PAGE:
When I was in grade school, from the time I stepped off the bus in the afternoon ’til sunset, my neighborhood was my entire world, and the possibilities were limitless.

I was part of a BMX kid gang of sorts. We rolled our jeans up and folded our converse down. We built forts, played Nerf football, and shot bb guns. When that got old we’d explore the outer limits of our territory. These boundaries were defined by geography (the muddy bayou we didn’t dare cross for fear of alligators), by rules (the busy streets parents wouldn’t let us cross), and by ourselves (how far we could pedal and still make it home before dark). The more we explored, the smaller our domain felt. Though we’d never actually seen the wondrous places across the bayou or beyond those roads, we were convinced they were out there.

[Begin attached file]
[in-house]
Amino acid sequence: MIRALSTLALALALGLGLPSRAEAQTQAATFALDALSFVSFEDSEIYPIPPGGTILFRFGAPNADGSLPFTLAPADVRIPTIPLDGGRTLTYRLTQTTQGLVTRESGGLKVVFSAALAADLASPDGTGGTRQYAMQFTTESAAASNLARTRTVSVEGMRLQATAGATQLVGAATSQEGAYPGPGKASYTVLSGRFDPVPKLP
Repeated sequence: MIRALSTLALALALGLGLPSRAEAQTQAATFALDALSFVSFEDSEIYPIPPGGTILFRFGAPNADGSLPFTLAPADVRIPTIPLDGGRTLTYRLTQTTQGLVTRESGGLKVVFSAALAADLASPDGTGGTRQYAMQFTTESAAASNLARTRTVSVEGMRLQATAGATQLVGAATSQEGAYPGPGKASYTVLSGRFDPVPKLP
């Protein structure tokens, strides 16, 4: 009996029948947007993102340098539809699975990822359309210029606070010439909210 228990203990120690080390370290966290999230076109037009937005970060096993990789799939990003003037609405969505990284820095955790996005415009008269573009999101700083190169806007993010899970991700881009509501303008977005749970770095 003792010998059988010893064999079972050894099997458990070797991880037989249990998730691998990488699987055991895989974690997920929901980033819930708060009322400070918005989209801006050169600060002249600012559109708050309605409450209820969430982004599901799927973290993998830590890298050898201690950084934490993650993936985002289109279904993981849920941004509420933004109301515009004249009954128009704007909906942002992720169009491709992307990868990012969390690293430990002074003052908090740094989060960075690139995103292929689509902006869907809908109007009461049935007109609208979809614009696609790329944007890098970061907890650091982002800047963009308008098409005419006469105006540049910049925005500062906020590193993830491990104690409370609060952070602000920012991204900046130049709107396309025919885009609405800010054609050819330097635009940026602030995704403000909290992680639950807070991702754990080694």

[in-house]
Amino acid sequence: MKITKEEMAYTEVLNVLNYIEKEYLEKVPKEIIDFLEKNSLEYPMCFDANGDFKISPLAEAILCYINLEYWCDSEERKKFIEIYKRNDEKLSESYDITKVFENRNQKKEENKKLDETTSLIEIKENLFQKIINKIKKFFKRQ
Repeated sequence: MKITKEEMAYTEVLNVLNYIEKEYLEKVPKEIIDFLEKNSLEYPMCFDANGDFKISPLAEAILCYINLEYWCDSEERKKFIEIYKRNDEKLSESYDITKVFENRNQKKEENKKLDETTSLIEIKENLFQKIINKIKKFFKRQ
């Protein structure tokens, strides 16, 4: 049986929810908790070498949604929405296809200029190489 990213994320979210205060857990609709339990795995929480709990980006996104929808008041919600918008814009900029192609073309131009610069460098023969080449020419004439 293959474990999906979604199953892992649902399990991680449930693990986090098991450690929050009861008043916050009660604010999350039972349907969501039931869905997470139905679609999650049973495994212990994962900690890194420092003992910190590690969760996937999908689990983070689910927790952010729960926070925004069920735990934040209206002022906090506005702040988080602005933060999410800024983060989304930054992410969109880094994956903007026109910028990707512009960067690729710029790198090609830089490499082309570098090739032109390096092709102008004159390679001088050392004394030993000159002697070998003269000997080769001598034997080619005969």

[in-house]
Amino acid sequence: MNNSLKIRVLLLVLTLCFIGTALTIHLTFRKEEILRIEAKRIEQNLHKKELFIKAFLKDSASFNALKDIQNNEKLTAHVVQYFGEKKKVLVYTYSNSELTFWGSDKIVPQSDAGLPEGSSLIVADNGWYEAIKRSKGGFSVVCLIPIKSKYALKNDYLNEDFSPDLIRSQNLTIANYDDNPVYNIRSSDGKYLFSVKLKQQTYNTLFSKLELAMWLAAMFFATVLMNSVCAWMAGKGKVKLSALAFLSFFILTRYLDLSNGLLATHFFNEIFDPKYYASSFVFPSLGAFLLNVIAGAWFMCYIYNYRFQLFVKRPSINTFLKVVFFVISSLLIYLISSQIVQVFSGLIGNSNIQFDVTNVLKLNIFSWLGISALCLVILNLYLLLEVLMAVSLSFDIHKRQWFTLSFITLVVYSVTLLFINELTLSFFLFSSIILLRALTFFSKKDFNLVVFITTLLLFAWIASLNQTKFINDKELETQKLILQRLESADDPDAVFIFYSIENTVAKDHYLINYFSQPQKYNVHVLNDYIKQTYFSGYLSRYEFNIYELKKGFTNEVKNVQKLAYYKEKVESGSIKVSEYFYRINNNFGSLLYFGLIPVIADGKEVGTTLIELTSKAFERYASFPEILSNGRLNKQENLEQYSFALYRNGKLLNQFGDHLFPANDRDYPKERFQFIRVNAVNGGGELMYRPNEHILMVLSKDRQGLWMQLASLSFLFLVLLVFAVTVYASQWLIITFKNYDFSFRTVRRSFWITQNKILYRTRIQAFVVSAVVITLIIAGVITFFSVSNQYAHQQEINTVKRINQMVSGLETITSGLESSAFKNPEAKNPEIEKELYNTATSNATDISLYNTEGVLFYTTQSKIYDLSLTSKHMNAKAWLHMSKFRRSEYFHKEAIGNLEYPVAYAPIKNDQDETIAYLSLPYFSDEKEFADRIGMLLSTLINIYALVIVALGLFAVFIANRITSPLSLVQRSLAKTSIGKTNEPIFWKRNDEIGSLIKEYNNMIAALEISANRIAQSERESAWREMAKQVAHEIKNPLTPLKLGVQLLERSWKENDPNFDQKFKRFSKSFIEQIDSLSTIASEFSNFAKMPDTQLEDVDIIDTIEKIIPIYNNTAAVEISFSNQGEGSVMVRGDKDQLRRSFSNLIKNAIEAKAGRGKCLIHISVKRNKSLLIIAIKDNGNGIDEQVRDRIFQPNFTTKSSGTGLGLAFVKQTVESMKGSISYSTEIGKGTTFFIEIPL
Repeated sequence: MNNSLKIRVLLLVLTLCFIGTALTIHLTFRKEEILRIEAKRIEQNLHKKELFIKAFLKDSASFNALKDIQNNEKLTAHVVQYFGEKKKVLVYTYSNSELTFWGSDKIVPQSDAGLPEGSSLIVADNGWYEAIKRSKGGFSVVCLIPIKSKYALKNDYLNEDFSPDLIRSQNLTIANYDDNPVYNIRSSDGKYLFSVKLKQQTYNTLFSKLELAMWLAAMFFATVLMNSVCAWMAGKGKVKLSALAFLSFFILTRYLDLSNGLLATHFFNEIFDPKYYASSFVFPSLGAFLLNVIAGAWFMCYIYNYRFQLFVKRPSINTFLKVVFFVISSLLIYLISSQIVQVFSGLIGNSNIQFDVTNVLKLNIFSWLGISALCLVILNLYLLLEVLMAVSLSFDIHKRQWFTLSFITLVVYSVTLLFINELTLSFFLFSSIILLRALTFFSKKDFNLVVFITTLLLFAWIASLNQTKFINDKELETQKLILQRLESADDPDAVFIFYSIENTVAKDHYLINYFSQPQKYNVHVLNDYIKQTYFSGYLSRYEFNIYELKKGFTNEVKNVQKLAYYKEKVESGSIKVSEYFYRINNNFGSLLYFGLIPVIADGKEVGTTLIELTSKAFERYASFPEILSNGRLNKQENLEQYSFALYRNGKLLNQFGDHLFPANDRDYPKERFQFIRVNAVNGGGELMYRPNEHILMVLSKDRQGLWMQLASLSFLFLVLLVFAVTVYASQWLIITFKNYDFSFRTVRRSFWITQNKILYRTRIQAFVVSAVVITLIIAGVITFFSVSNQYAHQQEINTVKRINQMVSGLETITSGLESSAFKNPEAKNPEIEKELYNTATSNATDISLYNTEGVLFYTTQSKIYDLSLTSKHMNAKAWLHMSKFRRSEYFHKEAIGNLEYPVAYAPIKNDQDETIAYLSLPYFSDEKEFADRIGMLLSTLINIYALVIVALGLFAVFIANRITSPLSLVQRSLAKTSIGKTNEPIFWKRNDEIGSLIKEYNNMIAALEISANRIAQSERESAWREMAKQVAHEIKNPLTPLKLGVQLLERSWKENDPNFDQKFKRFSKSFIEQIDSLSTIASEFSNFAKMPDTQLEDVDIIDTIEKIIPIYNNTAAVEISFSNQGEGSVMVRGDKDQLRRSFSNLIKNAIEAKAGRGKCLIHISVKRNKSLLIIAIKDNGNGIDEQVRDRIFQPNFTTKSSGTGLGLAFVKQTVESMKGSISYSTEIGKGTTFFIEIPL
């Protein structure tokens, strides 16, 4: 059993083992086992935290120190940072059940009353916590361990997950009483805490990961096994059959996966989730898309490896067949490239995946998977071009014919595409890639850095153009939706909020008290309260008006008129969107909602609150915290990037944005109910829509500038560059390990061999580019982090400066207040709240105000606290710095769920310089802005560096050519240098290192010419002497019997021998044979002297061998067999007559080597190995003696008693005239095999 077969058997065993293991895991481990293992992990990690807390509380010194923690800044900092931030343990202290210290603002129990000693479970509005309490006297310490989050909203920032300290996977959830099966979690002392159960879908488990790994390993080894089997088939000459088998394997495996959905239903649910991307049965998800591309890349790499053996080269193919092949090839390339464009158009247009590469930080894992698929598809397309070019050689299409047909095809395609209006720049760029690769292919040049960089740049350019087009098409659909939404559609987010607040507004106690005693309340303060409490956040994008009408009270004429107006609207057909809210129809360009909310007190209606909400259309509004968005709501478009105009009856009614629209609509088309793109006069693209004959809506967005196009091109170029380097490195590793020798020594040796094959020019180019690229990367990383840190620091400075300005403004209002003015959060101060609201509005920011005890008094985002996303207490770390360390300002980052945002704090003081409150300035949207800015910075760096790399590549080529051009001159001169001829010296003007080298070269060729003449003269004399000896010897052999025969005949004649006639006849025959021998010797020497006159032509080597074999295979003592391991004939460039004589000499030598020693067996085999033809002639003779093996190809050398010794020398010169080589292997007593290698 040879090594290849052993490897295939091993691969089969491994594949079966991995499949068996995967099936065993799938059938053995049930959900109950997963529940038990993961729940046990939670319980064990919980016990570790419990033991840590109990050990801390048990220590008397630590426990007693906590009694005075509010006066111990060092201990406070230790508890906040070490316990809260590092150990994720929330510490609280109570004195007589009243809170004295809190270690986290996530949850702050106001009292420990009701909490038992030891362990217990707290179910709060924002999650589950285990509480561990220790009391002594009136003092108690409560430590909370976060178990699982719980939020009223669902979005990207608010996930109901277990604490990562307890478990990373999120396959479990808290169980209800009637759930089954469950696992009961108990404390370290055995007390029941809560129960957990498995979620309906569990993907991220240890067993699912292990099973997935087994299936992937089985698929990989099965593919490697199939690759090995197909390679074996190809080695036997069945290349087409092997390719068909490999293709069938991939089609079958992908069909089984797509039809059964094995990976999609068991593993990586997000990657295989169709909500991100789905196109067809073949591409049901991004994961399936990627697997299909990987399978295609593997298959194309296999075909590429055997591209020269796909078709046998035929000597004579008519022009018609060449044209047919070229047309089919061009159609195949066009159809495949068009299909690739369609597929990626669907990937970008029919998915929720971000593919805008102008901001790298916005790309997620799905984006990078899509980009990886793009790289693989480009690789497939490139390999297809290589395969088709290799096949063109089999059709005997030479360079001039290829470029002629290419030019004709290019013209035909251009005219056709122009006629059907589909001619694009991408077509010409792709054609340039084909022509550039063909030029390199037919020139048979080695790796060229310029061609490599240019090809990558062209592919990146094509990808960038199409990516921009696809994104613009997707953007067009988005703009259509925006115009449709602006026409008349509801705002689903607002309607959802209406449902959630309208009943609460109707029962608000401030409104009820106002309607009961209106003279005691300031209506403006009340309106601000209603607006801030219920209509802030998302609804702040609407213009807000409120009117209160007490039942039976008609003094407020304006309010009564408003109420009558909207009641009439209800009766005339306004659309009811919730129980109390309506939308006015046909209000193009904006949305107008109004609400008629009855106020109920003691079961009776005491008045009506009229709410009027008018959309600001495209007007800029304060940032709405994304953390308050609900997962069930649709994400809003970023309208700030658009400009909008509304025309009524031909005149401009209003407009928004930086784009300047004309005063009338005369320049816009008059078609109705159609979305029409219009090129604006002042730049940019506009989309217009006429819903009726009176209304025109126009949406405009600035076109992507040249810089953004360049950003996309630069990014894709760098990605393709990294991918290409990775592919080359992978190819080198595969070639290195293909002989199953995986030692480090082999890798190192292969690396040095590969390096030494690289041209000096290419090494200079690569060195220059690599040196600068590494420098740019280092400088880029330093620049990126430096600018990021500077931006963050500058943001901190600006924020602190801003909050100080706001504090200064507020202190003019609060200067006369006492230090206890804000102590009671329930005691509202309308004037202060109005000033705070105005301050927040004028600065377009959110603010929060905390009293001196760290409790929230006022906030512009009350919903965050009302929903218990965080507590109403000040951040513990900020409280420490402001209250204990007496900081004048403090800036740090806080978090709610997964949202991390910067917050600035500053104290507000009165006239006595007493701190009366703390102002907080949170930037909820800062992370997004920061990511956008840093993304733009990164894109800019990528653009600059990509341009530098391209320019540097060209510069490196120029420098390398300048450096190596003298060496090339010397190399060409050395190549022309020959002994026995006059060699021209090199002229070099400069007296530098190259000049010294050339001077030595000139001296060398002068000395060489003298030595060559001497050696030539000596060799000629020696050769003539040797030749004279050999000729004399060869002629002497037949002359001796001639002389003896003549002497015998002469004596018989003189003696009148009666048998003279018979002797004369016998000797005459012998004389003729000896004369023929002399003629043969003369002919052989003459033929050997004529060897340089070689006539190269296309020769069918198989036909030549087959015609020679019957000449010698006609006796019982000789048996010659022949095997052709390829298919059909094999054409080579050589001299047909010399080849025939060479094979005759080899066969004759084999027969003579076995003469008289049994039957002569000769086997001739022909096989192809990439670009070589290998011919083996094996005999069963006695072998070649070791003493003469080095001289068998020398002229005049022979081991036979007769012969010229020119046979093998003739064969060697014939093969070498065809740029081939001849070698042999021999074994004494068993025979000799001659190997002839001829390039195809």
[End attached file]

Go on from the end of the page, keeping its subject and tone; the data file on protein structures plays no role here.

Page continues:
We spent a lot of time at a small park which was, incidentally, the farthest point we could travel within the neighborhood—but it sucked. It had a kiddie slide, a kiddie swing, and a tennis court. What the hell was a 10 year old supposed to do with a tennis court? We didn’t know, so we loitered, enjoying how tough we felt being so far from home. One evening as dusk approached, we were throwing rocks near the outer edge of the park when we found a trail. It didn’t look bike-friendly, so we all looked at each other, waiting for someone to voice our collective curiosity: “Let’s see where this goes.” We were all afraid of pressing on, and everyone had his own excuse for why we shouldn’t go, but the fear of being grounded or getting lost in the dark woods overnight couldn’t compete with the weight of a double-dare. So we set out.